[Python-ideas] generator vs iterator etc. (was: How assignment should work with generators?)

Koos Zevenhoven k7hoven at gmail.com
Mon Nov 27 11:35:38 EST 2017

On Mon, Nov 27, 2017 at 3:55 PM, Steven D'Aprano <steve at pearwood.info>

> On Mon, Nov 27, 2017 at 12:17:31PM +0300, Kirill Balunov wrote:
> ​​
> > 2. Should this work only for generators or for any iterators?
> I don't understand why you are even considering singling out *only*
> generators. A generator is a particular implementation of an iterator. I
> can write:
> def gen():
>    yield 1; yield 2; yield 3
> it = gen()
> or I can write:
> it = iter([1, 2, 3])
> and the behaviour of `it` should be identical.
​I can see where this is coming from. The thing is that "iterator" and
"generator" are mostly synonymous, except two things:

(1) Generators are iterators that are produced by a generator function

(2) Generator functions are sometimes referred to as just "generators"

The concept of "generator" thus overlaps with both "iterator" and
"generator function".

Then there's also "iterator" and "iterable", which are two different things:

(3) If `obj` is an *iterable*, then `it = iter(obj)` is an *iterator* (over
the contents of `obj`)

​4) ​Iterators yield values, for example on explicit calls to next(it).

Personally I have leaned towards keeping a clear distinction between
"generator function" and "generator"​, which leads to the situation that
"generator" and "iterator" are mostly synonymous for me. Sometimes, for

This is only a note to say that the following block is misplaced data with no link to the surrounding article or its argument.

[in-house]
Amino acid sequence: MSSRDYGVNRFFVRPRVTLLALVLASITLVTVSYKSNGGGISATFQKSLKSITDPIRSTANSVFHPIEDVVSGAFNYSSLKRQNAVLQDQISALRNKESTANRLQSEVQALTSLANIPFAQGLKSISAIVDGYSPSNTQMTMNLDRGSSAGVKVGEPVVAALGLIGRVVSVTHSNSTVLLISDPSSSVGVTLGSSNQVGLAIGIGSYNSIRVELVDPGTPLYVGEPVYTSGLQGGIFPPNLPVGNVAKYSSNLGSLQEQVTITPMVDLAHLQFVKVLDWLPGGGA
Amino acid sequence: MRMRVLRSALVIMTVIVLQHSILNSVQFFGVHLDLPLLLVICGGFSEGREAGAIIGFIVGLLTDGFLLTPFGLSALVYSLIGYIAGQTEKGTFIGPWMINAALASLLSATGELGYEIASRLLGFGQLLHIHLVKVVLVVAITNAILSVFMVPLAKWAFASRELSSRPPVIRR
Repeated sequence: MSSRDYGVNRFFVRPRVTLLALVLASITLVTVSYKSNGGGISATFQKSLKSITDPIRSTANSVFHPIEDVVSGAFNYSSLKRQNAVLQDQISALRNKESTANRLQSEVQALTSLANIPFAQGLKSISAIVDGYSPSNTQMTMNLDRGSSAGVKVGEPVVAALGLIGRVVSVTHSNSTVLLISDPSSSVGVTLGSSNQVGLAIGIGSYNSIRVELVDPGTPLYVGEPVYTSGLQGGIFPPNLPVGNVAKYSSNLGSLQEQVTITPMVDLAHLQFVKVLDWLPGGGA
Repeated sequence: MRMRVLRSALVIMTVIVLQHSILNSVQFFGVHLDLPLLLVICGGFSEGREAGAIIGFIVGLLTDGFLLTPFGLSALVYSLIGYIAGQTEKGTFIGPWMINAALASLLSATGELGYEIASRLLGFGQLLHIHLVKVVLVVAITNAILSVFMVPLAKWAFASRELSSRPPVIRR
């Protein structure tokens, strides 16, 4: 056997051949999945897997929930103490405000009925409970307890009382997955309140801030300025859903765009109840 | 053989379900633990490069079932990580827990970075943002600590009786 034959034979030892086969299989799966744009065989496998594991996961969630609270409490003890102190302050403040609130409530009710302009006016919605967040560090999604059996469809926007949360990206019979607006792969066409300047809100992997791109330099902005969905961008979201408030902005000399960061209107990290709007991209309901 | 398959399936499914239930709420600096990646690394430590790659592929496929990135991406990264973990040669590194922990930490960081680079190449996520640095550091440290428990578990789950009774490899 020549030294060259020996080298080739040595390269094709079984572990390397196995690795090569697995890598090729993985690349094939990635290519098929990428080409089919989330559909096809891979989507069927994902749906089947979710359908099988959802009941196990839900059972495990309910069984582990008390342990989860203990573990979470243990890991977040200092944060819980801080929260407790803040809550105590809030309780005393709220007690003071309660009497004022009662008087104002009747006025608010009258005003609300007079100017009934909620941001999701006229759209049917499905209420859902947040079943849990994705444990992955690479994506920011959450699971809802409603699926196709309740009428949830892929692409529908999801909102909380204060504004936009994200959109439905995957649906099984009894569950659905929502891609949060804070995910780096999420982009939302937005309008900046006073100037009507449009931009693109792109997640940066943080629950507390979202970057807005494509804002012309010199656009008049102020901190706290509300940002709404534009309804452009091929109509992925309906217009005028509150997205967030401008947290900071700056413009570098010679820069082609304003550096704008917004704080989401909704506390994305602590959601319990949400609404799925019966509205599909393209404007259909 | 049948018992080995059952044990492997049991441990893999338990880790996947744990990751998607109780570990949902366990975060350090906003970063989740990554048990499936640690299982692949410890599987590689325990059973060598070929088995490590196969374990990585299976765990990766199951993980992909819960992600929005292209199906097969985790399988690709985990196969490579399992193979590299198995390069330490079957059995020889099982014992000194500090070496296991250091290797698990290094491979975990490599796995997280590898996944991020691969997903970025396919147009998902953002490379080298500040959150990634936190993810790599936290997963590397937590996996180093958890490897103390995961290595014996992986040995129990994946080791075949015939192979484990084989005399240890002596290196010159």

convenience, I use the term "generator" to refer to "iterators" more
generally. This further seems to have a minor benefit that "generators" and
"iterables" are less easily confused with each other than "iterators" and

I thought about this issue some time ago for the `views` package, which has
a separation between sequences (seq) and other iterables (gen):


The functionality provided by `views.gen` is not that interesting—it's
essentially a subset of itertools functionality, but with an API that
parallels `views.seq` which works with sequences (iterable, sliceable,
chainable, etc.). I used the name `gen`, because iterator/iterable variants
of the functionality can be implemented with generator functions (although
also with other kinds of iterators/iterables). Calling the thing `iter`
would have conflicted with the builtin `iter`.

HOWEVER, this naming can be confusing for those that lean more towards
using "generator" to also mean "generator function", and for those that are
comfortable with the term "iterator" despite its resemblance to "iterable".

Now I'm actually seriously considering to consider renaming `views.gen` to `
views.iter` when I have time. After all, there's already `views.range`
which "conflicts" with the builtin range.

​Anyway, the point is that the naming is suboptimal.​

SOLUTION: Maybe (a) all iterators should be called iterators or (b) all
iterators should be called generators, regardless of whether they are
somehow a result of a generator function having been called in the past.

(I'm not going into the distinction between things that can receive values
via `send` or any other possible distinctions between different types of
iterators and iterables.)


​(discussion originated from python-ideas, but cross-posted to python-dev
in case there's more interest there)​

+ Koos Zevenhoven + http://twitter.com/k7hoven +
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